Every year, some schools offer the chance for year 11 students to undertake the Higher Project Qualification, which abbreviates to HPQ. This is a sublime opportunity where students can explore a topic of their choice; that’s right- a chance where you don’t have to follow the national curriculum for once! Students are then required to research into this topic and answer a question that they would have initially devised at the beginning of the journey, in the form of an essay, before presenting this to an audience comprised of supervisors, tutors, friends and family.

As challenging as it may sound, there is no need to feel supressed by the project. You will always be guided by your supervisor- a senior member of staff who will support you throughout the process, and often there are your fellow peers who have chosen a similar subject who you can count upon. There are obviously deadlines to meet, as with any other piece of homework or coursework, but unlike these, the HPQ provides you with a unique opportunity to manage your learning at home whilst enabling you to divert your attention away from the concepts taught in the classroom.

However, in my opinion, the best and most engaging element of the HPQ is at the end: the presentation. Having just completed my presentation last Friday, I have learnt a lot about myself, especially concerning my strengths and weaknesses with regards to presenting in front of an audience. However, I was also able to gain a better insight on the various topics presented and delivered by my fellow peers, who had equally strived to convey their intended message as professionally and as convincingly as possible. In this way, the presentation evening was very much a success in my opinion, as it allowed the audience to leave having learnt something new, often enabling them to also reflect on what they had heard, especially if the conveyed message had widespread implications on society as a whole.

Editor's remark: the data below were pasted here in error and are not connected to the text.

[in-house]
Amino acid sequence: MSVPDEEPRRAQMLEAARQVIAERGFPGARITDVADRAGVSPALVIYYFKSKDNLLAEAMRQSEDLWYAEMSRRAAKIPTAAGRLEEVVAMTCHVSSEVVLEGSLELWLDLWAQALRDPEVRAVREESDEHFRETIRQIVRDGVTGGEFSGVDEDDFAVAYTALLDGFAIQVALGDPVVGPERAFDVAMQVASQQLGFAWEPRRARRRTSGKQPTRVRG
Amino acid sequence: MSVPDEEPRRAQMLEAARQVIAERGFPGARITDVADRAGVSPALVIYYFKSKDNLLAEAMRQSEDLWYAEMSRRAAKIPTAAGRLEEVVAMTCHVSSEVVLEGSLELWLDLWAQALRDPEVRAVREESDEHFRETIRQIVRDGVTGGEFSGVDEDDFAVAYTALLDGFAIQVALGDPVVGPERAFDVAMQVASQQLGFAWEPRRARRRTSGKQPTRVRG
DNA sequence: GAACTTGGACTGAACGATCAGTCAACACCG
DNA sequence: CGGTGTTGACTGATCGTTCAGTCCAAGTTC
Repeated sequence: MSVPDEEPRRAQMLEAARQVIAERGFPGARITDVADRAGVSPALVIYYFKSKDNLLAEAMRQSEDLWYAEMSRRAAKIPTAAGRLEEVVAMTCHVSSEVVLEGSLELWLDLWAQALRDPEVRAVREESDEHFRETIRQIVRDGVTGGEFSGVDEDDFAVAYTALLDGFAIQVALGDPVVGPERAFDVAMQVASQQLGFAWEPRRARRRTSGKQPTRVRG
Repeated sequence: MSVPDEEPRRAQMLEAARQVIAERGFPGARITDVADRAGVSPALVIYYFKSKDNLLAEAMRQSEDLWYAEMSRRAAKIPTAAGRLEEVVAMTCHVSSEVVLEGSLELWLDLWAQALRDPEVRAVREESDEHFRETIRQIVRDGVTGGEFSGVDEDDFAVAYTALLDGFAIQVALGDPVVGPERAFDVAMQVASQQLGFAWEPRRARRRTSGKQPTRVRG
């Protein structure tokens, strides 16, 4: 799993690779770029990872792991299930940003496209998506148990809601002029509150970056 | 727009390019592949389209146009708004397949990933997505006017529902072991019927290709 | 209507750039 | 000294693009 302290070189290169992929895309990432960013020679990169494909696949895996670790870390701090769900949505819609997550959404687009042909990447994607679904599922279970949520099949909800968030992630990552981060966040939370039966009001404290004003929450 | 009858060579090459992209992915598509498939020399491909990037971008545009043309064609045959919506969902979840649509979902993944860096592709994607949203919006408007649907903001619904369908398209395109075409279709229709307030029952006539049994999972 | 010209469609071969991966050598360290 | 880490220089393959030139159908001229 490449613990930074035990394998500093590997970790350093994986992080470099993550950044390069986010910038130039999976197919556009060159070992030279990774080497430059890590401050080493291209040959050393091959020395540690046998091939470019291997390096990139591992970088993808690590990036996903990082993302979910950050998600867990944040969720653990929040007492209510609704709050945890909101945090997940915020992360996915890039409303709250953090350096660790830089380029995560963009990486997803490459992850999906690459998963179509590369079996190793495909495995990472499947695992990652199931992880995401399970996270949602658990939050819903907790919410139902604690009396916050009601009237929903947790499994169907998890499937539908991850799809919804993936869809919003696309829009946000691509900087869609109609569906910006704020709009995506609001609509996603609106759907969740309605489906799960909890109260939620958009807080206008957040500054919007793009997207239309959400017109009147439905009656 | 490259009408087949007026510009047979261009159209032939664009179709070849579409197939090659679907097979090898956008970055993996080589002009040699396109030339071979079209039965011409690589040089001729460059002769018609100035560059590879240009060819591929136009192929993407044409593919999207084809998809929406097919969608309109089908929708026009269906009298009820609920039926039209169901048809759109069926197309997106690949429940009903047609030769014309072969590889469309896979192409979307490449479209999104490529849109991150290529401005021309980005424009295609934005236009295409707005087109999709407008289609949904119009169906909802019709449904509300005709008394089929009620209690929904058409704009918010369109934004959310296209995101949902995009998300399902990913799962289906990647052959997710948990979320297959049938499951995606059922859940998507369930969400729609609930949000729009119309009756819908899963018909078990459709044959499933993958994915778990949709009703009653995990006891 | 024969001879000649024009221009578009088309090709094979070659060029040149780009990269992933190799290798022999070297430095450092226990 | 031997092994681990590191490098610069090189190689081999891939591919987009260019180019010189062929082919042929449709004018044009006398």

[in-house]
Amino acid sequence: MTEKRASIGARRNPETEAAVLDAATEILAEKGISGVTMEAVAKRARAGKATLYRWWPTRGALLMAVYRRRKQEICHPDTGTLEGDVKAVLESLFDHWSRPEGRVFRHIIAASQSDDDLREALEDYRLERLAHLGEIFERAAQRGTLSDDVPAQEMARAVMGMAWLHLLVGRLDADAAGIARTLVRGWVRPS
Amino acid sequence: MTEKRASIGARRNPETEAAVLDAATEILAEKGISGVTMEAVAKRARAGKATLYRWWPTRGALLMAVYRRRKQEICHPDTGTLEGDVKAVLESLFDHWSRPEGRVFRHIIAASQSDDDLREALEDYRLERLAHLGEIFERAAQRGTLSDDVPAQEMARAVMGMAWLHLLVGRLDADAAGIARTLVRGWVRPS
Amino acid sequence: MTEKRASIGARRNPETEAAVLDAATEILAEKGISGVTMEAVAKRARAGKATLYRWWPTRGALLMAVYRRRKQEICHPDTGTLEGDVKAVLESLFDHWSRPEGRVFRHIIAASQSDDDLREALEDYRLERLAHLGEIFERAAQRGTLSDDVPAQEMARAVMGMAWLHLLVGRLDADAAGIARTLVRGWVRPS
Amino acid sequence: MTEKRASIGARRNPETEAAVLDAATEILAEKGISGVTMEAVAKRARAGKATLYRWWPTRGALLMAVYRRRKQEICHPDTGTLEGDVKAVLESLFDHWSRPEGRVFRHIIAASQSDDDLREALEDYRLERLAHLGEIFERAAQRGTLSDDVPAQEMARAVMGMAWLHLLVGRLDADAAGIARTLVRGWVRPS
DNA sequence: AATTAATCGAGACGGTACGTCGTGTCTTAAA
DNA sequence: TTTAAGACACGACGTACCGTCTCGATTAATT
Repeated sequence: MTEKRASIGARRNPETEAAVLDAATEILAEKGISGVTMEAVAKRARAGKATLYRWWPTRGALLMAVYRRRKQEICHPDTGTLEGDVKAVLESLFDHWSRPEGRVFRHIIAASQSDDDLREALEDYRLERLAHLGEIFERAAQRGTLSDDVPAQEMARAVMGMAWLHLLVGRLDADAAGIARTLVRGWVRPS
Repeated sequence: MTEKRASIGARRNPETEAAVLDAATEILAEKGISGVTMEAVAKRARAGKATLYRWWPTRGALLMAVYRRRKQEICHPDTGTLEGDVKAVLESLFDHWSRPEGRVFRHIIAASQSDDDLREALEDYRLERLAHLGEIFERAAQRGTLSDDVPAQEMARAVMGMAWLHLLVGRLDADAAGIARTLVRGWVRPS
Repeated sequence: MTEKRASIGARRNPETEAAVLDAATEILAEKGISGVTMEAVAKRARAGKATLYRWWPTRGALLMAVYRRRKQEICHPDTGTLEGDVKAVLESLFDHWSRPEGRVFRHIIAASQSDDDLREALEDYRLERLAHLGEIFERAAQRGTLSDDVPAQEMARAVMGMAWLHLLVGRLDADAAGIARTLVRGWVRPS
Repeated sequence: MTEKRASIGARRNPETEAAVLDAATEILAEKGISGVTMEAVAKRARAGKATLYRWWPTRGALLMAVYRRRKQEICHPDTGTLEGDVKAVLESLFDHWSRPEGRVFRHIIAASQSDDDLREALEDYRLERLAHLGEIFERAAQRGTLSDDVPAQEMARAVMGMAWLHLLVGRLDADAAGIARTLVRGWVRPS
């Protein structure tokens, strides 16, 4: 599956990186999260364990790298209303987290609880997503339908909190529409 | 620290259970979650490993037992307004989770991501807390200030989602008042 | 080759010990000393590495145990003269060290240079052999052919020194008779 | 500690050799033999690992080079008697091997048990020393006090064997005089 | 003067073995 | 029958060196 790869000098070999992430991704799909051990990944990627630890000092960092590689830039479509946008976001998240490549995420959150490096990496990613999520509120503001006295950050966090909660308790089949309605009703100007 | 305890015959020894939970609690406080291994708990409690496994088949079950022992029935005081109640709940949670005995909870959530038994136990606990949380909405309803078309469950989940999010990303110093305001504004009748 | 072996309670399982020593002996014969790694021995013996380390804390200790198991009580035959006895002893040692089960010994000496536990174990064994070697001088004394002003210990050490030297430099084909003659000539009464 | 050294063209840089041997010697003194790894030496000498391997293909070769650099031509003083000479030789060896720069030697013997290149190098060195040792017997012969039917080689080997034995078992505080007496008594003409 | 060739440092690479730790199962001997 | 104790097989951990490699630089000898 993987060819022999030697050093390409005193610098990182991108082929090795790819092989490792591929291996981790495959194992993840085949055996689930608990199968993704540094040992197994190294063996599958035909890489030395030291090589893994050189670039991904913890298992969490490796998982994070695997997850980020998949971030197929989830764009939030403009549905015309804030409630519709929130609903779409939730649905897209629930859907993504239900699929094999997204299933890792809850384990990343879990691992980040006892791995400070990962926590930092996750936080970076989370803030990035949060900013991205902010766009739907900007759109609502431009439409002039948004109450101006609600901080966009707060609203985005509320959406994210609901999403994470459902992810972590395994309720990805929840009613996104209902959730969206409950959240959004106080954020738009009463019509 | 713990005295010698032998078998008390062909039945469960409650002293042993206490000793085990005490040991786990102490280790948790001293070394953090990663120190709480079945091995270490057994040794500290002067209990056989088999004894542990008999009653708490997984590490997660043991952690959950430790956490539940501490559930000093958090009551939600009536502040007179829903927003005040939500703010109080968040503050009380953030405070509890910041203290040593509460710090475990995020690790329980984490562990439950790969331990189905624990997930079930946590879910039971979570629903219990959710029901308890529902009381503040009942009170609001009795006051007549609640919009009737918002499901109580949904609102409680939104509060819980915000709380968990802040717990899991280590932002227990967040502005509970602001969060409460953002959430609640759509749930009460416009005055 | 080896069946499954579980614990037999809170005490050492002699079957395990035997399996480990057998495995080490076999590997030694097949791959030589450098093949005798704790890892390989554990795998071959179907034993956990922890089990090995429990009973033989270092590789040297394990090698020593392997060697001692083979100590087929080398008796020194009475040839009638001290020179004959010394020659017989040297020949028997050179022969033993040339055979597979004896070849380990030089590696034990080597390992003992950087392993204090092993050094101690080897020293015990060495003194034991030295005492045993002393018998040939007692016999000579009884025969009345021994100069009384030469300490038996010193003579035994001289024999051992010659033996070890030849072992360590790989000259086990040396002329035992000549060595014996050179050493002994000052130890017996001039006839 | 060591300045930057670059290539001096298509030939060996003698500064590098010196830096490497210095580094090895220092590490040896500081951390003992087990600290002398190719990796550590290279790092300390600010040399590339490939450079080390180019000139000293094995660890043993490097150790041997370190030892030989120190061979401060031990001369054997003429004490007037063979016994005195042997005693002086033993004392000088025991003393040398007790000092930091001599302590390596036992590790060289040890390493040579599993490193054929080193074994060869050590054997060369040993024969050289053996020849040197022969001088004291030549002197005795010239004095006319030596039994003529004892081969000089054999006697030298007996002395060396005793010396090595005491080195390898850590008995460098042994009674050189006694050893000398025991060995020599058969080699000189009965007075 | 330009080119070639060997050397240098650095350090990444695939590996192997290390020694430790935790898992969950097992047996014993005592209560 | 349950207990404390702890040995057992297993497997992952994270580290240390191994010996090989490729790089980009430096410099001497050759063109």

So why should you pursue with the HPQ? To be concise, the HPQ provides you with an exciting opportunity to explore something that you are passionate about in greater depth and gain invaluable skills, particularly in writing essays and delivering speeches and presentations. However, above all, it is a fun and initiative project outside the national curriculum which you can certainly include in your CV and personal statement, as it is recognised as a GCSE subject to an extent by schools, colleges and universities alike!

By Aaron Sanjeevan, Saint Olave's Grammar School